Cognitive-behavioral therapy shrinks amygdala


Going to a “shrink” has taken on a whole new meaning.

Psychotherapy is conversational therapy with a trained expert, such as a psychiatrist, psychologist or counselor. Psychotherapy can take many forms and be geared toward an individual, peer group or family. One particularly effective form of psychotherapy is called cognitive behavioral therapy (CBT).

According to the National Alliance on Mental Illness, CBT “focuses on exploring relationships among a person’s thoughts, feelings and behaviors … to uncover unhealthy patterns of thought and how they may be causing self-destructive behaviors and beliefs.” In other words, the therapist helps the person base future projections on positive experiences rather than false or negative thoughts.

CBT has been studied extensively and found to be effective in patients with behavioral problems and mental illnesses — including anxiety, depression, substance use disorders, post-traumatic stress disorder, bipolar disorder, schizophrenia, eating disorders and others. In fact, CBT has been shown to help normalize brain waves and activity. New evidence suggests that CBT may even change the brain on a structural level.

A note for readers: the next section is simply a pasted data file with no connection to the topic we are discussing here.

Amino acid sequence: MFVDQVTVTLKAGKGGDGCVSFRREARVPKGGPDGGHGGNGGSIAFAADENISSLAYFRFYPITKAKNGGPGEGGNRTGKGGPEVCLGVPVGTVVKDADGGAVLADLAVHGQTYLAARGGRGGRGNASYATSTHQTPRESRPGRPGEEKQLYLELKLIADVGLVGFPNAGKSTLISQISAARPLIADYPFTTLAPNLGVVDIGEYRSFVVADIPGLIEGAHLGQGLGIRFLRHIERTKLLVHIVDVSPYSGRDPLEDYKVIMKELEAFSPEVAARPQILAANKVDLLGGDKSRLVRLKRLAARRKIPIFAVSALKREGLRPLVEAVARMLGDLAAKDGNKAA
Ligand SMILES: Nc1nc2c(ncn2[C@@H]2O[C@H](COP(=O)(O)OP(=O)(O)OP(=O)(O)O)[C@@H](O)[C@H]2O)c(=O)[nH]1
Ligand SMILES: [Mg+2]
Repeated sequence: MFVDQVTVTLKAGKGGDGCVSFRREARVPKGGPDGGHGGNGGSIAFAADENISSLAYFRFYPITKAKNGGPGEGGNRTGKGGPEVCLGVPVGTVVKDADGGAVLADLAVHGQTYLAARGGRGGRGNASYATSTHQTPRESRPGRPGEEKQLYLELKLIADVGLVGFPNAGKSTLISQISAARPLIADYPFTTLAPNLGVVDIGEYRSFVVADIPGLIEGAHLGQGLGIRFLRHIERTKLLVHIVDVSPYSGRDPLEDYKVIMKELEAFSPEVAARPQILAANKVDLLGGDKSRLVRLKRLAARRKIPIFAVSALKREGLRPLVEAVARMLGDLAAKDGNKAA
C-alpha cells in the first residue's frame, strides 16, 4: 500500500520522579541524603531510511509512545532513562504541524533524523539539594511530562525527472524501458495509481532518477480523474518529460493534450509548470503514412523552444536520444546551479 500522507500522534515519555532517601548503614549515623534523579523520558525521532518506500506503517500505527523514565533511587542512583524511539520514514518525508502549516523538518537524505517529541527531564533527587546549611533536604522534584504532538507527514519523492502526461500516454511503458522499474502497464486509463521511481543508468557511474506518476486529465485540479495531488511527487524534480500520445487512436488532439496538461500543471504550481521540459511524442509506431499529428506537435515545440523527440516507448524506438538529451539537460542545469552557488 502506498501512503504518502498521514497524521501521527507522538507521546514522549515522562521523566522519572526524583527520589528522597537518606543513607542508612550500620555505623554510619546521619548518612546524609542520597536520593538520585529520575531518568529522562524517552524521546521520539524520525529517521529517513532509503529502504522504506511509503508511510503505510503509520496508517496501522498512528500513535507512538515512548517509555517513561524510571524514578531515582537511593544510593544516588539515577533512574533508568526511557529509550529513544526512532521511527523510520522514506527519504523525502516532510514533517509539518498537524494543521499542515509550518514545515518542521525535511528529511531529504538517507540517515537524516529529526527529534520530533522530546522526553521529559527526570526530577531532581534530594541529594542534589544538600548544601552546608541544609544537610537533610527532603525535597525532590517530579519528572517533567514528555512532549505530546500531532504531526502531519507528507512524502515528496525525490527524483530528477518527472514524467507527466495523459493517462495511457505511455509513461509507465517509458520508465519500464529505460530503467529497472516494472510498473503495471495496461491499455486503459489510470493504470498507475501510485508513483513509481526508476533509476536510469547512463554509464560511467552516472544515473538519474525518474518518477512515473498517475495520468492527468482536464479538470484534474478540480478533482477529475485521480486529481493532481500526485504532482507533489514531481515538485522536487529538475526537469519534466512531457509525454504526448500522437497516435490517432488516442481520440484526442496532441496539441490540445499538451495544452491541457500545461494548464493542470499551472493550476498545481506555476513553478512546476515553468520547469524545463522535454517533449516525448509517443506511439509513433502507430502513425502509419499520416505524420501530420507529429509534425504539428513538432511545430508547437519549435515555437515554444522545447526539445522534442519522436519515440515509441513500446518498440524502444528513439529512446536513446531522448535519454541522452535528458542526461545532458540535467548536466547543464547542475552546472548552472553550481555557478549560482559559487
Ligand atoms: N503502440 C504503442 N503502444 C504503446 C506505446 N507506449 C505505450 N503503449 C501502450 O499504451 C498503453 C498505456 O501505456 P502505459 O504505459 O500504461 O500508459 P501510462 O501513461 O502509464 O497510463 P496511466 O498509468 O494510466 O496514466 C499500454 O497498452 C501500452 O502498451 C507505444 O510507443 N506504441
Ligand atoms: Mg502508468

About the study

Researchers at Linköping and other Swedish universities studied 26 patients with social anxiety disorder undergoing CBT via the internet. Magnetic resonance imaging of the brain was done before and after nine weeks of CBT. The volume and activity of the amygdala, which processes fear and emotion, decreased significantly after treatment. In addition, the more their social anxiety improved, the smaller the amygdala became.

“We’ve shown that the patients can improve in nine weeks — and that this leads to structural differences in their brains,” said lead author Kristoffer N.T. Månsson in a press release. The researchers plan to study more patients and determine at which point during therapy the changes occur.

CBT in the form of online and mobile apps is an emerging trend that provides mental health services for people who might otherwise not be able to receive these services. Preliminary evidence shows that media-based therapy may be helpful, but it has not been studied as much or across the diverse diagnostic groups that traditional CBT has. More research will help determine the best treatments and how to deliver them in the most efficient manner possible.

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About the author

Dana Connolly, Ph.D., translates current research into practical information. She earned her Ph.D. in research and theory development from New York University and has decades of experience in clinical care, medical research and health education. 

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